Right now, for a couple hundred bucks at most anyone can track your exact location
It might come as no surprise that this extremely modern capability – seemingly more the tool of an intelligence agency than an author with ample time on their hands – is thanks to the supercomputer in your pocket; your cell phone.
Of course, we thought we had already dealt with this.
In June 2018, all four major US wireless carriers pledged to stop selling their mobile customers’ location information after coming under attack from a concerned Congress and public. The carriers were pressured into making the change after a security problem leaked the real-time location of US cell phone users; something with clear safety implications.
But an investigation by Motherboard found that:
“T-Mobile, Sprint, and AT&T are [still] selling access to their customers’ location data and that data is ending up in the hands of bounty hunters and others not authorized to possess it, letting them track most phones in the country.”
The crux of the issue is, as Motherboard explains telecom companies – unable to take advantage themselves – in the United States sell access to their customers’ location data to other companies, called location aggregators. These aggregators then become middlemen of your information selling it off at a profit to whoever they can.
Last year, one location aggregator called LocationSmart faced harsh criticism for selling data that ultimately ended up in the hands of Securus, a company notorious for turning over information to low level enforcement without requiring a warrant, like bounty hunters. LocationSmart also simply exposed the very data it was selling to hackers through a buggy website panel, meaning anyone could geolocate nearly any phone in the United States at a click of a mouse; delightful.
“There’s a complex supply chain that shares some of American cell phone users’ most sensitive data, with the telco’s potentially being unaware of how the data is being used by the eventual end user, or even whose hands it lands in. Financial companies use phone location data to detect fraud; roadside assistance firms use it to locate stuck customers. But AT&T, for example, told Motherboard the use of its customers’ data by bounty hunters goes explicitly against the company’s policies, raising questions about how AT&T allowed the sale for this purpose in the first place.”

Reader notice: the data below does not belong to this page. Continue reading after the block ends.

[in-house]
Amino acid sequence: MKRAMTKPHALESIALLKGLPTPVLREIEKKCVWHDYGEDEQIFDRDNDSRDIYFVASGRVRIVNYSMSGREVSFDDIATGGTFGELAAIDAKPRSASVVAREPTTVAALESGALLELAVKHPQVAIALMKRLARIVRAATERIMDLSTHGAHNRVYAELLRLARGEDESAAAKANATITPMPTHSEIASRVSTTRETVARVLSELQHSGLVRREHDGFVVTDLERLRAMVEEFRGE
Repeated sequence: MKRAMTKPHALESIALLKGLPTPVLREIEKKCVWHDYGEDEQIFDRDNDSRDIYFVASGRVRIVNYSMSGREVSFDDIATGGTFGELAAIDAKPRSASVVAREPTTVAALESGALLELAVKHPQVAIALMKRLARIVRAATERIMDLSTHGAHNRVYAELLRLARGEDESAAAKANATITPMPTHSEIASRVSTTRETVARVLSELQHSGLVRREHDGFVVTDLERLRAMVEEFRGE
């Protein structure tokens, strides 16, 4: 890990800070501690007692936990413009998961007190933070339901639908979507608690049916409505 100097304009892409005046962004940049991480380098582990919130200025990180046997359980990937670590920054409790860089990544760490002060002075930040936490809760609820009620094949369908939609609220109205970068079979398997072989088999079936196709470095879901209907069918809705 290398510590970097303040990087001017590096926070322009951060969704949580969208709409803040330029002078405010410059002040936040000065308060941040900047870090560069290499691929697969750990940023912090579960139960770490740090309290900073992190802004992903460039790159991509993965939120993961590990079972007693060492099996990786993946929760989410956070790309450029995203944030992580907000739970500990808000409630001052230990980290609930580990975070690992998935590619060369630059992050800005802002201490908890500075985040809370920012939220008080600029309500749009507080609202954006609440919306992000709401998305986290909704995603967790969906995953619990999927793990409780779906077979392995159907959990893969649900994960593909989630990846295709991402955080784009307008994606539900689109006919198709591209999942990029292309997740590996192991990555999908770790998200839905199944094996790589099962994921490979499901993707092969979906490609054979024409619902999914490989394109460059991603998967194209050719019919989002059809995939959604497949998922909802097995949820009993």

Can They Be Trusted?
While T-Mobile, AT&T, and Sprint – the largest involved carriers – all were quick to tell media they’d be halting all business with the illuminated questionable middlemen, the reality is they *already* promised Congress half a year ago to (pardon my French) ‘cut the shit.’
A company in possession of your constant location is powerful, too powerful. While consumers were already uncomfortable with Mega corporations acquiring the information, the fact that it’s being sold off to sketchy third parties is beyond flawed, its malpractice.
The only thing cell service providers should be concerned with in regard to location information is keeping it secure, not hoarding it to sell to bounty hunters one dubious middleman removed.
Thus, the good news is Sprint and friends say they’ll stop helping random people hunt you down… but then again what is their word really worth at this point?
Editor’s note: This is a 1984 nightmare. Perhaps we should have some way of turning GPS off on our phones and bar any carrier from storing your location at any time.